1. Speak and teach a second language.
Teachers who speak French, Spanish and Mandarin are much in demand in any school. Add a degree and certifications in those subjects to your credentials and you will be a 'hot' property! Unlike public schools where language skills are necessary just to deal with a non-English speaking population, private schools offer academic courses in French, Spanish
and Mandarin language and literature. Many of these courses lead to AP level examinations. You will have the opportunity to use that honors degree work in foreign languages to your advantage.
2. Hold specialist certifications.
An ESL certificate or a reading specialist certificate will virtually guarantee you employment for life at many schools. Schools which enrol non-English speaking students frequently require those students to master English at a very high level in order to complete their academic course work with good grades. An ESL certified teacher is an integral part of the teaching strategy and an important element in a diverse community. A reading specialist can effectively remediate reading and comprehension skills allowing the language arts teachers to focus on
I have interviewed hundreds of job applicants over the years. I can assure you that a job interview will contain all kinds of traps. Sometimes the interviewer sets the traps. She will build questions into her interview script so she can see how you handle unexpected situations. Other times you will unknowingly set a trap for yourself by making a statement which the interviewer determines is worth exploring in greater detail. Against that backdrop, let's review how to handle some of those traps which might occur when you interview for that job as the math teacher at St. Agatha's Academy.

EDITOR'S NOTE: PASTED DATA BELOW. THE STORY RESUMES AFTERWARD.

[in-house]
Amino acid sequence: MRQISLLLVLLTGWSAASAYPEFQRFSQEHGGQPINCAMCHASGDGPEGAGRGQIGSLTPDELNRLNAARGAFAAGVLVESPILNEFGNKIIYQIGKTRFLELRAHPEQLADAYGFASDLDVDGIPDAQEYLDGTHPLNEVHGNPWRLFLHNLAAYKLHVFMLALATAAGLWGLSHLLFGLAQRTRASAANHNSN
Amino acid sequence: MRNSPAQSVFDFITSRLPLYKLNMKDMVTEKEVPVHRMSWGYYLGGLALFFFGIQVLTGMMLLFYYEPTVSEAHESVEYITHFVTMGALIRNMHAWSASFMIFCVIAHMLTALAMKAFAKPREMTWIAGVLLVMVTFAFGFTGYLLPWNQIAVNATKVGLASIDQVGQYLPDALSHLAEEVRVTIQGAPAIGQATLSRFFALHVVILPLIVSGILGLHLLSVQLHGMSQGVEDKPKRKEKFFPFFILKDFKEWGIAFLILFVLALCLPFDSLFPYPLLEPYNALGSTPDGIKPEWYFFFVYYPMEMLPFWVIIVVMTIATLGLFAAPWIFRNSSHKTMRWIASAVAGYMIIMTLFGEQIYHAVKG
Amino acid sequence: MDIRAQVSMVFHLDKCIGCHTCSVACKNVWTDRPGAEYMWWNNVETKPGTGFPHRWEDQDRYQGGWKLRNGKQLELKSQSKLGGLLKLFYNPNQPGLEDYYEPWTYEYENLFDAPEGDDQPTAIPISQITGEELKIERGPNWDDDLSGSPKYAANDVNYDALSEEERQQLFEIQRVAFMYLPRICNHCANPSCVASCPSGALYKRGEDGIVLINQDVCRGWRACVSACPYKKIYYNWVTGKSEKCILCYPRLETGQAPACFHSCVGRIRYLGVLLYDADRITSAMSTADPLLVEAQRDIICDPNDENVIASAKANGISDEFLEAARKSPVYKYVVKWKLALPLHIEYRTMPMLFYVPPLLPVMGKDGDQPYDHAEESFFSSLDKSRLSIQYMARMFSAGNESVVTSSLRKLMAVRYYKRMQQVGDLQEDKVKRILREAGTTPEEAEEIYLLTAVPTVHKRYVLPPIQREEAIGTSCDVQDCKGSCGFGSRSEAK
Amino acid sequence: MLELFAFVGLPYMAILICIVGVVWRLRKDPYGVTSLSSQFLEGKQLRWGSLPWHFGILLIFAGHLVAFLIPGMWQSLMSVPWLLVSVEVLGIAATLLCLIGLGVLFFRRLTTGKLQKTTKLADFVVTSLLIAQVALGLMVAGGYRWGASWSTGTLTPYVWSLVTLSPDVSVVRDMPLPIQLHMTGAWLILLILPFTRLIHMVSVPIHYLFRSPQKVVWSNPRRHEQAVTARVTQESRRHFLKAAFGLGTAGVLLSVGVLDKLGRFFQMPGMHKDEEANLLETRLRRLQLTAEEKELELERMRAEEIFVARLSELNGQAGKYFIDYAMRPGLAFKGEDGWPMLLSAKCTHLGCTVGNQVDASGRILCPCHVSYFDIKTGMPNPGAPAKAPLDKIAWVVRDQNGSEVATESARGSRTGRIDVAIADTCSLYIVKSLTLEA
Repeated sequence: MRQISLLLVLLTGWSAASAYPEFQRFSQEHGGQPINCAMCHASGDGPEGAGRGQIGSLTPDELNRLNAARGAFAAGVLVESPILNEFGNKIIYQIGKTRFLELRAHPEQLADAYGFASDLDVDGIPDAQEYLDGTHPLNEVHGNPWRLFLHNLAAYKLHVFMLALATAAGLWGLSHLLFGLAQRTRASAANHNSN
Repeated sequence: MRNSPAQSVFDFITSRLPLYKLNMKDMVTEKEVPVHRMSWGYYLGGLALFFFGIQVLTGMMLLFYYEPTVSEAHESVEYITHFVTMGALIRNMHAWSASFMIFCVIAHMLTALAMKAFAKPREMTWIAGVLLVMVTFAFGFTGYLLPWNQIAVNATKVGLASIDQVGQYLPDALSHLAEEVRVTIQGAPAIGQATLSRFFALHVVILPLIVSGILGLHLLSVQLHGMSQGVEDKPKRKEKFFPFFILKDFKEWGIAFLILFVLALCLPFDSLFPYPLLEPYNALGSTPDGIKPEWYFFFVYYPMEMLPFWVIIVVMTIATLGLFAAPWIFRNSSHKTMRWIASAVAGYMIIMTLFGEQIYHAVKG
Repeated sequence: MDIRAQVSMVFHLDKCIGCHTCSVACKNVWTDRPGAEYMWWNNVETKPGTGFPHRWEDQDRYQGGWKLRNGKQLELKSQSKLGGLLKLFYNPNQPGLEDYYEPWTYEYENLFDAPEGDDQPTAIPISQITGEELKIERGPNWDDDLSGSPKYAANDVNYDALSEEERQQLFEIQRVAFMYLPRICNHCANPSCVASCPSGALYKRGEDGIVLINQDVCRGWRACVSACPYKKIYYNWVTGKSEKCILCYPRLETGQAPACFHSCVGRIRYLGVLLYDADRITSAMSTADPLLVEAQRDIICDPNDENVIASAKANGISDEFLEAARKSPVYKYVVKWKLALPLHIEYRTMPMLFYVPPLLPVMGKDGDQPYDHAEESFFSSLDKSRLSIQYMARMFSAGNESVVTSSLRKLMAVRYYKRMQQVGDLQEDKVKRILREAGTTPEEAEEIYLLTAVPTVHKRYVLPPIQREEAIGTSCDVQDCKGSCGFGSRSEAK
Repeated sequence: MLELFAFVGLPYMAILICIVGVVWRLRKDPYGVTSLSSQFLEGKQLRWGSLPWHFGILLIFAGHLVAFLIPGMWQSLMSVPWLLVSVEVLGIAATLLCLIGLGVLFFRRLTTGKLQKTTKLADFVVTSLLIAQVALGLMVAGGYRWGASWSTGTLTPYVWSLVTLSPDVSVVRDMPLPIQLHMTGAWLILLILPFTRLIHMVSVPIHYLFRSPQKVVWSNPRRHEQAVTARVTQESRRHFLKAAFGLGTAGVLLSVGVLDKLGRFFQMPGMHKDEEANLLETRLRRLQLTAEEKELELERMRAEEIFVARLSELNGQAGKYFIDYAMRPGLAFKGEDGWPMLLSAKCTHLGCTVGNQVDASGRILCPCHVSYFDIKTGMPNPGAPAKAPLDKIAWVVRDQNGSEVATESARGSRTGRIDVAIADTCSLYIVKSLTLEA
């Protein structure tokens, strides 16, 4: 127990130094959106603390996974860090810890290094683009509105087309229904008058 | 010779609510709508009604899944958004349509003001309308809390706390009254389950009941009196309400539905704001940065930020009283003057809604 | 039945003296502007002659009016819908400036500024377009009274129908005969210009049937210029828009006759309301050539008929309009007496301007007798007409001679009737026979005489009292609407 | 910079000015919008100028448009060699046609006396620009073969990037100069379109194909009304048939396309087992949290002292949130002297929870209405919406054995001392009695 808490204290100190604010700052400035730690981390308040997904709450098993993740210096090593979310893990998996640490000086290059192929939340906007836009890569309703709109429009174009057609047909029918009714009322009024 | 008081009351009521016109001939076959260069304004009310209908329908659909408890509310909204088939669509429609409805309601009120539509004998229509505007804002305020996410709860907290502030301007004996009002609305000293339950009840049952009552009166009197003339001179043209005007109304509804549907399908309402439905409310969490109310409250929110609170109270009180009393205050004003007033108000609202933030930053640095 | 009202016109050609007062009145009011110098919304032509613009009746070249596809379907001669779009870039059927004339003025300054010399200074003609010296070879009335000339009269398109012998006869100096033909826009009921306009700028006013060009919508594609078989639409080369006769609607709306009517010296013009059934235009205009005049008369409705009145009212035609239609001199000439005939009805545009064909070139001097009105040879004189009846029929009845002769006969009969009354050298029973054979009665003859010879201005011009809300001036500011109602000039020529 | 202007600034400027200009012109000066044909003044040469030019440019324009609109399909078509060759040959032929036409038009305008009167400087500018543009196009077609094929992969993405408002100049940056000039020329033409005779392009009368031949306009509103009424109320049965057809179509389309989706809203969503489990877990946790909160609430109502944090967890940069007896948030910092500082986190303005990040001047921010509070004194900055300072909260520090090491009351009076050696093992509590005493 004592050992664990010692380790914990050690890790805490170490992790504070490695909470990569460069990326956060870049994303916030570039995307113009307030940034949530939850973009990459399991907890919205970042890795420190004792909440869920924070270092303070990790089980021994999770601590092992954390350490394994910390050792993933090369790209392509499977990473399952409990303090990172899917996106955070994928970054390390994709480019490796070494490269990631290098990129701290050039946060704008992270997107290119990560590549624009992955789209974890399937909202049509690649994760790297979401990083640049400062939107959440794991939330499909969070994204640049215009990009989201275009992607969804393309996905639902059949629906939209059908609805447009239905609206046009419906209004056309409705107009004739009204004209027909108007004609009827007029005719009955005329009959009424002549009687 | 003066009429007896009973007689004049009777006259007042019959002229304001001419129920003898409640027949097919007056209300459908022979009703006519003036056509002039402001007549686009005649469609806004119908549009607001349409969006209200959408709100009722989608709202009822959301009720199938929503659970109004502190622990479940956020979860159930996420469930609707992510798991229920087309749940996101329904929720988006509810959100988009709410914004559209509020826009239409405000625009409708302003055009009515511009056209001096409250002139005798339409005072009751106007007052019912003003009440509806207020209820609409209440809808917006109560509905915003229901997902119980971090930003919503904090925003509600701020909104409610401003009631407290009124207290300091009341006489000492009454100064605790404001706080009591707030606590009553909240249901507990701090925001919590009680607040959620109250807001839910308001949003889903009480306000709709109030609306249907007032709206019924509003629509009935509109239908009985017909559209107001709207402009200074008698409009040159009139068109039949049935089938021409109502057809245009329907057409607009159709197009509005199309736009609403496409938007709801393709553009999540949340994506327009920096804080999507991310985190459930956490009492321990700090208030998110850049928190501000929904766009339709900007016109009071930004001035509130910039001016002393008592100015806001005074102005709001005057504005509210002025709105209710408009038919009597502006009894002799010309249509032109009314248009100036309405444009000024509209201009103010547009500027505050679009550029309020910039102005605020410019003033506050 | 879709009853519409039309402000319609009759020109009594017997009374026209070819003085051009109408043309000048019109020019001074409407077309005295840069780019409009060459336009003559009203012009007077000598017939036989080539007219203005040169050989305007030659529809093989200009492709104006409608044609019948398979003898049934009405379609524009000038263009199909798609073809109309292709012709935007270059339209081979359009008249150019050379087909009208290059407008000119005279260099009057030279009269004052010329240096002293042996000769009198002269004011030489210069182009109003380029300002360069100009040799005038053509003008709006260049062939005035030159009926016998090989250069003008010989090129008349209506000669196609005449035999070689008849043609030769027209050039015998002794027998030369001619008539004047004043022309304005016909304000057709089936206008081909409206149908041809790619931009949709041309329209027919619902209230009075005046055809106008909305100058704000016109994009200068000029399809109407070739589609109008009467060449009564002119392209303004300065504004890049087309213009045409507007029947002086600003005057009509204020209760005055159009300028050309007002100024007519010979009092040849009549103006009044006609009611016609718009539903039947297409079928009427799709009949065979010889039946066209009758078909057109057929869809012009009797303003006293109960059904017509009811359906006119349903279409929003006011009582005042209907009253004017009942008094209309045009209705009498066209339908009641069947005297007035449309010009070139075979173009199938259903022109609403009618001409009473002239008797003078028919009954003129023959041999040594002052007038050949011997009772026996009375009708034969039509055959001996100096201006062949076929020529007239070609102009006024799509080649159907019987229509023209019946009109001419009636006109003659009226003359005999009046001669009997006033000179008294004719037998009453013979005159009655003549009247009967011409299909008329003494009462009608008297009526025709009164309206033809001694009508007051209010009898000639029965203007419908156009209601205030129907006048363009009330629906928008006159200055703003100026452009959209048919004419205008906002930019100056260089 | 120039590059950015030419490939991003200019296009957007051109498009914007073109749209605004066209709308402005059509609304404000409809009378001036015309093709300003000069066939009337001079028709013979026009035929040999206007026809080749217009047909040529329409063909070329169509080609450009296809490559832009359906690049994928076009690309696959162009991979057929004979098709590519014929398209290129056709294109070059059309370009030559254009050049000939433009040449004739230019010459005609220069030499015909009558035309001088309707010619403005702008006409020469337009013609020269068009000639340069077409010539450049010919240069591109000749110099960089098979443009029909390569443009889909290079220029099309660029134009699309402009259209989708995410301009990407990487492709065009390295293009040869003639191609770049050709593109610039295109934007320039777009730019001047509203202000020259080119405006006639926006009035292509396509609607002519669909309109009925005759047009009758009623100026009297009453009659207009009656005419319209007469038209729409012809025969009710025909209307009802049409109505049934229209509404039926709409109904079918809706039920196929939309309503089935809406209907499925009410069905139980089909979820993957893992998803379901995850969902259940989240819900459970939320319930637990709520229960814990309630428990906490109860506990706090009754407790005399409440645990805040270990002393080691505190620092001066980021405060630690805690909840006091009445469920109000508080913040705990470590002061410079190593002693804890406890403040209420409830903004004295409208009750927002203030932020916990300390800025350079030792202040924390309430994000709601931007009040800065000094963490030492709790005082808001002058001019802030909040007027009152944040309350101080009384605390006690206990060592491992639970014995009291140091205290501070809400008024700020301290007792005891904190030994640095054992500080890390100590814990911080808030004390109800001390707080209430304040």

1. Do some role playing.
Preparing for a job interview is an essential part of the process if you truly want the job. That's because the competition is a lot tougher these days. Public schools and colleges and universities have been down-sizing their teaching staffs. There are many reasons for this, but the bottom line is that more qualified education professionals are applying for teaching jobs than ever before.
How should you prepare for your interview? A few weeks before your interview do some role playing, enlist the aid of a trusted friend or family member to play the part of the interviewer. Dress up in your interview outfit. Do the role playing in a setting similar to what you might expect for the interview, such as an office or a table in Starbucks. The 16th-century adage that 'practice makes perfect' applies to your job interview. You will be amazed at the
1. You won't get rich.
You knew that anyway. But be prepared for the reality that teachers don't make a lot of money overseas. Depending on the job location, you may get housing included. Most likely you will have to find housing yourself. You definitely will not have a lot of money for luxuries. Just the bare necessities. If you are not frugal or don't want to learn how to be frugal, you need to confront that issue before you sign up. Otherwise you will be miserable.
2. Be open minded.
Bulgaria is not the United States. and that, frankly, is part of its charm. You won't find the foods which you are accustomed to. They do things differently over there. That's the point. Try new things. Experiment. It's an adventure.
3. Third world countries do not have first world amenities.
The electricity may not be reliable. Cellphone service is usually fairly good